Bathybius haeckelii was a substance that British biologist Thomas Henry Huxley discovered and initially believed to be a form of primordial matter, a source of all organic life. He later admitted his mistake when it proved to be just the product of an inorganic chemical process (precipitation).
In 1868 Huxley studied an old sample of mud from the Atlantic seafloor taken in 1857. When he first examined it, he had found only protozoan cells and placed the sample into a jar of alcohol to preserve it. Now he noticed that the sample contained an albuminous slime that appeared to be criss-crossed with veins.
Huxley thought he had discovered a new organic substance and named it Bathybius haeckelii, in honor of German biologist Ernst Haeckel. Haeckel had theorized about Urschleim ("primordial slime"), a protoplasm from which all life had originated. Huxley thought Bathybius could be that protoplasm, a missing link (in modern terms) between inorganic matter and organic life.
Huxley published a description of Bathybius and also wrote to Haeckel to tell him about it. Haeckel was impressed and flattered and procured a sample for himself. In the next edition of his textbook The History of Creation Haeckel suggested that the substance was constantly coming into being at the bottom of the sea, "monera" arising from nonliving matter due to "physicochemical causes." Huxley asserted in a speech given to the Royal Geographic Society in 1870 that Bathybius undoubtedly formed a continuous mat of living protoplasm that covered the whole ocean floor for thousands of square miles, probably a continuous sheet around the Earth.
Sir Charles Wyville Thomson examined some samples in 1869 and regarded them as analogous to mycelium; "no trace of differentiation of organs", "an amorphous sheet of a protein compound, irritable to a low degree and capable of assimilating food... a diffused formless protoplasm."
Other scientists were less enthusiastic. George Charles Wallich claimed that Bathybius was a product of chemical disintegration.
In 1872 the Challenger expedition began; it spent three years studying the oceans. The expedition also took soundings at 361 ocean stations. They did not find any sign of Bathybius, despite the claim that it was a nearly universal substance. In 1875 ship's chemist John Young Buchanan analyzed a substance that looked like Bathybius from an earlier collected sample. He noticed that it was a precipitate of calcium sulfate from the seawater that had reacted with the preservative liquid (alcohol), forming a gelatinous ooze which clung to particles as if ingesting them. Buchanan suspected that all the Bathybius samples had been prepared the same way and notified Sir Thomson, now the leader of the expedition. Thomson sent a polite letter to Huxley and told about the discovery.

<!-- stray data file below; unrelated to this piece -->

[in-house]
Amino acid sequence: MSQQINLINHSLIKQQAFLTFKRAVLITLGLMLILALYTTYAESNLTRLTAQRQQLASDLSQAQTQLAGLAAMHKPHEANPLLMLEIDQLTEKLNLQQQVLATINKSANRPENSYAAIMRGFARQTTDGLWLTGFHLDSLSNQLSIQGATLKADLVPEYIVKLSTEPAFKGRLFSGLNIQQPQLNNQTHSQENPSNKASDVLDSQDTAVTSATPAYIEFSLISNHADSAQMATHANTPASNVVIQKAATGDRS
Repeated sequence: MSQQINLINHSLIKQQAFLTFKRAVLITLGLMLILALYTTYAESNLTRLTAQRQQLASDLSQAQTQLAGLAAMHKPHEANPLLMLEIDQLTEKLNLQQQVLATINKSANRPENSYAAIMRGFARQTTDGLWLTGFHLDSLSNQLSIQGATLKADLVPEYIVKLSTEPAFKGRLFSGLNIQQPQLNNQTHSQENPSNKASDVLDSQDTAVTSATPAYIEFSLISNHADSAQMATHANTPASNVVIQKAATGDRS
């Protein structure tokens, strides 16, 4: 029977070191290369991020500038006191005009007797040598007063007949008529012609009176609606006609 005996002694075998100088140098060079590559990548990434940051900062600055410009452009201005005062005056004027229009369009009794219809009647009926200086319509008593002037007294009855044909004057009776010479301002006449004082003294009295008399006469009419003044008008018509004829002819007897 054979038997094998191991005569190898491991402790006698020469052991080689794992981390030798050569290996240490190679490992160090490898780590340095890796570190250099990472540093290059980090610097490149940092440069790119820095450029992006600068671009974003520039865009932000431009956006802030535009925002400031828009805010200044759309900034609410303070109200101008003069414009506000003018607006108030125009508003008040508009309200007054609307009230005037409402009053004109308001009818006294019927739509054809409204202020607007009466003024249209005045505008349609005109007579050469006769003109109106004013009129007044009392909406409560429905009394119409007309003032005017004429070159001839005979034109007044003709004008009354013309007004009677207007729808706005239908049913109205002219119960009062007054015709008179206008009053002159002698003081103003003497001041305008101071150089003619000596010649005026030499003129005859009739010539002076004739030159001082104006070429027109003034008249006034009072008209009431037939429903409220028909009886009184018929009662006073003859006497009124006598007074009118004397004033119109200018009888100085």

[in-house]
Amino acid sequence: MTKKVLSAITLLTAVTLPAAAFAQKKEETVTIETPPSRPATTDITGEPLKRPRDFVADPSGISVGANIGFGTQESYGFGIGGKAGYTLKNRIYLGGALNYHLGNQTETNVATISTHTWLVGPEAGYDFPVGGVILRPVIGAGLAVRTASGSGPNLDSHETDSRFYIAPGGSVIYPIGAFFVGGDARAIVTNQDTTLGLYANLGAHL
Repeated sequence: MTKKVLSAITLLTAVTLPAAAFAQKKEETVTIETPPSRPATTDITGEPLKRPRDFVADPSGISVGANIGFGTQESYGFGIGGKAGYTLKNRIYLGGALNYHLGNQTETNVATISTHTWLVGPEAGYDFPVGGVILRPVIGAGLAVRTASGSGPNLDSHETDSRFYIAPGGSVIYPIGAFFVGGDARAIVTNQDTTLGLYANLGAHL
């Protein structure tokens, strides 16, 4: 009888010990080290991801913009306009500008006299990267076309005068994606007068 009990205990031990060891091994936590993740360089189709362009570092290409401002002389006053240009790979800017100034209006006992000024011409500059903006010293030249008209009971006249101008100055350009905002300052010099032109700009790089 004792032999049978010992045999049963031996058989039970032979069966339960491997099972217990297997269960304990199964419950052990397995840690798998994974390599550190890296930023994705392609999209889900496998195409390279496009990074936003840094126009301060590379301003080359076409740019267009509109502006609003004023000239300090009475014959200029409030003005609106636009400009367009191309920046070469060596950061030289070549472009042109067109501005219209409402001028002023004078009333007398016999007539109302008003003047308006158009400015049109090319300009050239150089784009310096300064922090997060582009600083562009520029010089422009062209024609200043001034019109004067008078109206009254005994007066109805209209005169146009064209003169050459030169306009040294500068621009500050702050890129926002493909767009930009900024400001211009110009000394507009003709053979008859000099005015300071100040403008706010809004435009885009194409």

Huxley realized that he had been too eager and made a mistake. He published part of the letter in Nature and recanted his previous views. Later, during the 1879 meeting of the British Association for the Advancement of Science, he stated that he was ultimately responsible for spreading the theory and convincing others.
Most biologists accepted this acknowledgement of error. Haeckel, however, did not want to abandon the idea of Bathybius because it was so close to proof of his own theories about Urschleim. He claimed without foundation that Bathybius "had been observed" in the Atlantic. Haeckel drew a series of pictures of the evolution of his Urschleim, supposedly based on observations. He continued to support this position until 1883.
Huxley's rival George Charles Wallich claimed that Huxley had committed deliberate fraud and also accused Haeckel of falsifying data. Other opponents of evolution, including George Campbell, 8th Duke of Argyll, tried to use the case as an argument against evolution. The entire affair was a blow to the evolutionary cause, who had posited it as their long-sought evolutionary origin of life from nonliving chemistry by natural processes, without the necessity of divine intervention. In retrospect, their error was in dismissing the necessary role of photosynthesis in supporting the entire food chain of life; and the corresponding requirement for sunlight, abundant at the surface, but absent on the ocean floor.
Ley, Willy (1959). Exotic Zoology. New York: Viking Press.
- Chisholm, Hugh, ed. (1911). Encyclopædia Britannica (11th ed.). Cambridge University Press. .